Saturday, August 29, 2009

Baker Reunion Pictures: 2009--See LOTS of them!

Here are five more pictures, but if you want to see MORE—just look down on the right side of this website.
Across from the third picture down, you will see the white rectangle, with Baker Reunion pictures on top. You will see Chuck Lochner’s Pictures, Laurel’s Pictures, Sue’s Pictures, and Ted Lochner’s Pictures. Click on each one to get to their folder of pictures. You should see a small preview of each picture. Click on each picture, and they will enlarge.

You MAY have a problem clicking the back arrow to get back to the TaylorBaker site after looking at the pictures. I did. Not sure how to fix this, but just get back into the site by typing it in again.

Thanks again to all who sent these pictures--ENJOY!!

Wednesday, August 26, 2009

More Baker Reunion Pictures

Many of the cousins had not been to a Baker Reunion in lots of years--Chuckie Lochner in more than thirty, Annie Taylor since her kids were mere young 'uns--but all came back exclaiming what a terrific time they had.

Again, Joyce and the Hendersons, THANK YOU for hosting!

Picture One: Joyce's quilt made of Wendell's shirts
Picture Two: The Henderson Farm
Picture Three: Wendell's gravestone
Picture Four and Five: The Hayride

Monday, August 24, 2009

Baker Family Reunion, Sunday, August 23rd, 2009, By Sue Kinsella

What makes a family reunion? Surely it starts with individual families who love their elders so much that they are willing to drive for hours to bring them together with others they love. So Neil and Pat Maffei drove down to Center Lisle with Aunt Leona. Freddie D. and Linda Emhoff brought Aunt Sylva. Kathy and Gordy Mills, and Annie Taylor and her daughter Jessica brought Uncle Harold. Aunt CB and Uncle Jack met up in Cortland the night before with me and my son, Alex, on our East Coast trip from California.

Family members made sure they got to the reunion despite sore difficulties. Phyllis’s daughter, Dawn, came all the way from Utah with her husband, daughter and more family, despite suffering constant pain from a rare nerve disease. Dorothy Maffei was only three months out from double hip replacement yet drove hours to be there, and Jack Kinsella brought two new knees. David Lochner had just had a problematic vein removed. And Joyce Henderson offered the great gift of hosting the Reunion at the family farm, even though she is on constant oxygen. Clearly, this family wanted to be together.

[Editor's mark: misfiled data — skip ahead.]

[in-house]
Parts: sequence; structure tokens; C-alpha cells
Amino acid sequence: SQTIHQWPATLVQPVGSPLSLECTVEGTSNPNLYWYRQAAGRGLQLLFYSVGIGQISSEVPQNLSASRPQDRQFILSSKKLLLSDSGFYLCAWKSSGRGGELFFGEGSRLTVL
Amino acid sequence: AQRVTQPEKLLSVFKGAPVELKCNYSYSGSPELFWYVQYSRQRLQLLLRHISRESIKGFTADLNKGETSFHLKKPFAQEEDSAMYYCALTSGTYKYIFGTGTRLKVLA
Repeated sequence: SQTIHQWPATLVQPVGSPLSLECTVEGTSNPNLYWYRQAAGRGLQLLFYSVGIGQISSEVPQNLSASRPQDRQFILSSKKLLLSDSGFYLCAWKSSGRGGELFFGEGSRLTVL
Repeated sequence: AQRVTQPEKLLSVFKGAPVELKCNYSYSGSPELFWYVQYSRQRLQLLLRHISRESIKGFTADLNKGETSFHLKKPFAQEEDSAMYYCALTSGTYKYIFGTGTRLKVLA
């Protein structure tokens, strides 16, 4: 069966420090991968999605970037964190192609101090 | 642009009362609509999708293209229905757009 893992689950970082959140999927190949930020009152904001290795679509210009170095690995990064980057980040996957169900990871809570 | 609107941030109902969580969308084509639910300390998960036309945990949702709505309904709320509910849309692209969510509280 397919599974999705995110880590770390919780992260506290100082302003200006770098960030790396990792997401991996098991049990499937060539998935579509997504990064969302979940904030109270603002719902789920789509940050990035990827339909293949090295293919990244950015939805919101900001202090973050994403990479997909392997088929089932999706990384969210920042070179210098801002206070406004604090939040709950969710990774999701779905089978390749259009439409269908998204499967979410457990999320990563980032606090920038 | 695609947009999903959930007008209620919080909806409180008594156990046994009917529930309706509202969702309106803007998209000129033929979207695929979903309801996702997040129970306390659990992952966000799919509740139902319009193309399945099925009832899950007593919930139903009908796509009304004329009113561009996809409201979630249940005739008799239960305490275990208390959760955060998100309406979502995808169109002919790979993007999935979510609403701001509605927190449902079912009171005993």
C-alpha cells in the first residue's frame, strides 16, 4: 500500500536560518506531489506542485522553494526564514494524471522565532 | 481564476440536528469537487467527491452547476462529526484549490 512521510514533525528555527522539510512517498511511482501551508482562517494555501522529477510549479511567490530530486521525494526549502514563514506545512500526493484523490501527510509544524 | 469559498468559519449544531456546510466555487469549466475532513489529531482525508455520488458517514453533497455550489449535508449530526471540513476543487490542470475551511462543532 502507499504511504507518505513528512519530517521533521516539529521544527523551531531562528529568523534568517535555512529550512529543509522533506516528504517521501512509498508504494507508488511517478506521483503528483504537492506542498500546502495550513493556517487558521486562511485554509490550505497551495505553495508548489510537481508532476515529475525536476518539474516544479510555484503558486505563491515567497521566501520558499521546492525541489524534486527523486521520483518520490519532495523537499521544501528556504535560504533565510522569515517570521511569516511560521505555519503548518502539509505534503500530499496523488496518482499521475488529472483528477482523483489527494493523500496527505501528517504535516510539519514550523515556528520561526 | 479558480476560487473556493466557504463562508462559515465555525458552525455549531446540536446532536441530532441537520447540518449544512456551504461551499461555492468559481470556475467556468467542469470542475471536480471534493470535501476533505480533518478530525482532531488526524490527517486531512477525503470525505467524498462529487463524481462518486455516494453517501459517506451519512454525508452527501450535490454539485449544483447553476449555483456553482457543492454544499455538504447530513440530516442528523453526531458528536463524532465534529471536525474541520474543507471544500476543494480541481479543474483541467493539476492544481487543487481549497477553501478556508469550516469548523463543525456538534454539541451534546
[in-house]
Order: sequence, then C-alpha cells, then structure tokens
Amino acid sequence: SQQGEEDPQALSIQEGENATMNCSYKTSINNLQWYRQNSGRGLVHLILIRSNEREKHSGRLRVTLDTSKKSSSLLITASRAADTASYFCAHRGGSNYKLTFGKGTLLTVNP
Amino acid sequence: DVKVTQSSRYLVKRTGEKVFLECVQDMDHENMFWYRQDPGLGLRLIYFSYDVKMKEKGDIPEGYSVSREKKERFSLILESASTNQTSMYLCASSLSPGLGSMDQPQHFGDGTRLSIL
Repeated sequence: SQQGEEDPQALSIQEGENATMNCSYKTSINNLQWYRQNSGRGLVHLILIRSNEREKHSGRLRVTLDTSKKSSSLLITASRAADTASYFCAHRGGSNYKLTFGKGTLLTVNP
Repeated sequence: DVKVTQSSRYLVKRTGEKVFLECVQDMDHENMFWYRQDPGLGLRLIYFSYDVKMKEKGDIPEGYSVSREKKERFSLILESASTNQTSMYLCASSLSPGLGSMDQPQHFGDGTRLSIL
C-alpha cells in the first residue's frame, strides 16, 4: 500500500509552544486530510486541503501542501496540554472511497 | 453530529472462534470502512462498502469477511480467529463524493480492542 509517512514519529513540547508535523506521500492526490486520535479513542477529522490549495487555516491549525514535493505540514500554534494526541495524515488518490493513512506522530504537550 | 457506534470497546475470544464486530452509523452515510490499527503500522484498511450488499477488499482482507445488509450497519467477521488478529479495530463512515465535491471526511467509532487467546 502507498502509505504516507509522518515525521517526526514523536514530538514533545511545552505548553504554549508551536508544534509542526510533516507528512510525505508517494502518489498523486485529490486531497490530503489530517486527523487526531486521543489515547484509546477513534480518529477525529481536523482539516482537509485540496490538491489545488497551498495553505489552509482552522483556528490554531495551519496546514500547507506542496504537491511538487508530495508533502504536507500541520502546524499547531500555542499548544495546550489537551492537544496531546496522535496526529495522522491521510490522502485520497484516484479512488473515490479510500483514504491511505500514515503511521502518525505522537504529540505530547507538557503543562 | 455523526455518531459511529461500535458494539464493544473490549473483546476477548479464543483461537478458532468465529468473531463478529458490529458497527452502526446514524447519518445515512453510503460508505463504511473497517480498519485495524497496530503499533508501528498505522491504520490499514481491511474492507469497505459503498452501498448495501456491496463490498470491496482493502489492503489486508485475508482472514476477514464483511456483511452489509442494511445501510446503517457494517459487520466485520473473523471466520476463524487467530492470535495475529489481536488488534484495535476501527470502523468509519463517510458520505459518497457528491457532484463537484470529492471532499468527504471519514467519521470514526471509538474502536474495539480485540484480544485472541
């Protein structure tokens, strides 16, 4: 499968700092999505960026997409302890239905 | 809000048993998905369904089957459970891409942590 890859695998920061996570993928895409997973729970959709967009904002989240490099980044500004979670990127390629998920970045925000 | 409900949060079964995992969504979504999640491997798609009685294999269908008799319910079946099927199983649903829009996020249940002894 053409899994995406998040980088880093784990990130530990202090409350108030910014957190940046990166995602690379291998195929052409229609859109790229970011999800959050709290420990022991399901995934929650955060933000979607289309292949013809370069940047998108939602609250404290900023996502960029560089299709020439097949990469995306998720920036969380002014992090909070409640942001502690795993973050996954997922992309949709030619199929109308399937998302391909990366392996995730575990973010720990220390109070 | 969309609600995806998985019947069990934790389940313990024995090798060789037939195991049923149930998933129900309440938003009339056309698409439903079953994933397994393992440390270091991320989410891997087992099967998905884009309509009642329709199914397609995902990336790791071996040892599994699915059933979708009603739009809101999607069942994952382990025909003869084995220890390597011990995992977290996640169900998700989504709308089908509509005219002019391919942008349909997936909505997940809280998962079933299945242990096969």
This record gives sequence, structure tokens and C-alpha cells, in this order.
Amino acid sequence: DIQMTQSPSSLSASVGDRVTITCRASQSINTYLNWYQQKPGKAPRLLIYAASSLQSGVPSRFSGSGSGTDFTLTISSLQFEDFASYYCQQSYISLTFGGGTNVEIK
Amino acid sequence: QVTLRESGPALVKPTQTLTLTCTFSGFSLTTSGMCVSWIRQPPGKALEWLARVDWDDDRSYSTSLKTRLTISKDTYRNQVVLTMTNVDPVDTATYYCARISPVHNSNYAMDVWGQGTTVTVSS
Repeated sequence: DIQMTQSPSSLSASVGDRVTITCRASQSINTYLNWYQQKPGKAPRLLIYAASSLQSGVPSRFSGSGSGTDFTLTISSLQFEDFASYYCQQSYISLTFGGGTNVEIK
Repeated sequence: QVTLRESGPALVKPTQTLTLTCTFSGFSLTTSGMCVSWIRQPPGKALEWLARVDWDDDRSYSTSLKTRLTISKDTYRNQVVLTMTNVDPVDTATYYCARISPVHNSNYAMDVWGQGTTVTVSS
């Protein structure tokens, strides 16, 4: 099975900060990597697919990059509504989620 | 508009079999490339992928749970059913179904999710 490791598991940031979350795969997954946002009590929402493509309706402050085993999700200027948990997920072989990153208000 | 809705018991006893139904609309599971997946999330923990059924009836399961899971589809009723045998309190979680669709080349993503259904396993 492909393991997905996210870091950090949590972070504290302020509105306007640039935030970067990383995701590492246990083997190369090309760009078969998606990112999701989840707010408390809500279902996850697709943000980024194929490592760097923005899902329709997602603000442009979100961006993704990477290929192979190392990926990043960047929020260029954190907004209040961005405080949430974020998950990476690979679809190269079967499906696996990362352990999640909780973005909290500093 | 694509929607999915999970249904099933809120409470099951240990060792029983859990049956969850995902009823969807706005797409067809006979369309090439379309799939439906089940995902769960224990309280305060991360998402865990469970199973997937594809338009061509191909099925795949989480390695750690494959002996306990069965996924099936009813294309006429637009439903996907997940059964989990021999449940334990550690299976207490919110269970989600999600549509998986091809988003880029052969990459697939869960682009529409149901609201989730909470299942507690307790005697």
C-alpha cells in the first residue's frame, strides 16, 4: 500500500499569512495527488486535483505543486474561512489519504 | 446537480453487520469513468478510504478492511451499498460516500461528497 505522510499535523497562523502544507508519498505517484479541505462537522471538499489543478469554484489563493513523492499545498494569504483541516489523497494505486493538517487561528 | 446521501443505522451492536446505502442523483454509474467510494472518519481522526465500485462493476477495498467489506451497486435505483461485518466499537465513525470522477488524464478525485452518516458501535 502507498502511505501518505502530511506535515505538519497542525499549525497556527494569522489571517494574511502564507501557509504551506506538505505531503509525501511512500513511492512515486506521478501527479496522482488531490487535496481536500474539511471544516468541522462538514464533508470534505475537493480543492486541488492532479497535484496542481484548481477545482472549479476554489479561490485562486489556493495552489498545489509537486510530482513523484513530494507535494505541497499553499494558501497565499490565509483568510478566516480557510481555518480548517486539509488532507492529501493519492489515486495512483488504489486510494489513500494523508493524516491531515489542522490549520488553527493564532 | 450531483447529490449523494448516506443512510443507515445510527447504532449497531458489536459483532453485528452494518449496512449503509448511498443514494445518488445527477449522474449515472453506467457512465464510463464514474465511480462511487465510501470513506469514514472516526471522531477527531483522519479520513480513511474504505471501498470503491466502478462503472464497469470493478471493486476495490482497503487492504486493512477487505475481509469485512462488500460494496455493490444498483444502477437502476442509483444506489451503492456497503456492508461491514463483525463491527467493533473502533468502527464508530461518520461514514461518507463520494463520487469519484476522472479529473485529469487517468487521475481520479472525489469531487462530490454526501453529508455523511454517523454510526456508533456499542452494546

And, how wonderful it was to see everyone! I hadn’t been to a Baker Family Reunion since I was a teenager and I had been looking forward to this one for months. I had the good fortune to spend three glorious days with Dorothy Maffei earlier in the week at her wonderful house in the Catskills. When we talked about the Reunion, she said more than once, “It doesn’t matter how much we’ve aged or changed. Whenever I see people at the Reunion, I see them as I knew them when we were kids.” How true!

So when I saw Dawn, I was transported back to secret giggles under the covers upstairs in the farmhouse while our mothers, Aunt Gladys and Aunt Lil gossiped late into the night downstairs in the kitchen. When I saw Kathy and Annie, in my mind, we were playing in the life-sized playhouse in their backyard. And, when I saw Linda and Christine Emhoff—well, suddenly we were all wearing gauzy ruffled fancy dresses back on their farm. In fact, we grabbed Kathy Mills and Dorothy Maffei and took a “Today” picture of the Lovely Cousins to compare with our earlier dress-up photos.

All the families were well-represented. The Hendersons had kids and grandkids, and Wendell was with all of us. Joyce had had a quilt made from some of his workshirts so his family could curl up in it on the couch. Later, when many of us went to the Center Lisle Cemetery, we found Wendell’s grave and formed a circle around it to say a prayer together. Phyllis’ daughters Dawn and Annie were there with families. Many Emhoffs and Maffeis were there, as well.

I was there with my son and parents and joined by my brother, Jim, who was on a family genealogy research trip. Annie Taylor was spending her birthday at the Reunion, so we all sang Happy Birthday to her and Aunt CB gave her a gift from the past—the same kind of hand cream that Grandma used to use. The delicious smell brought Grandma Taylor (Aunt Ethel”) back to join us. The Lochners arrived just in time for dinner, including Dave and Chuck from Syracuse and Ted and his family from Massachusetts.

And the Wood families—there were so many Wood cousins to talk to and they all looked just like Gladys! We ate together at picnic tables in the backyard, in the shade of the butternut trees that Grandpa Taylor (“Uncle Lloyd”) planted long ago at the side of the lawn. What luscious foods filled the covered bins by the garage—way too many to try them all, and clearly so many special “tastes of the family”.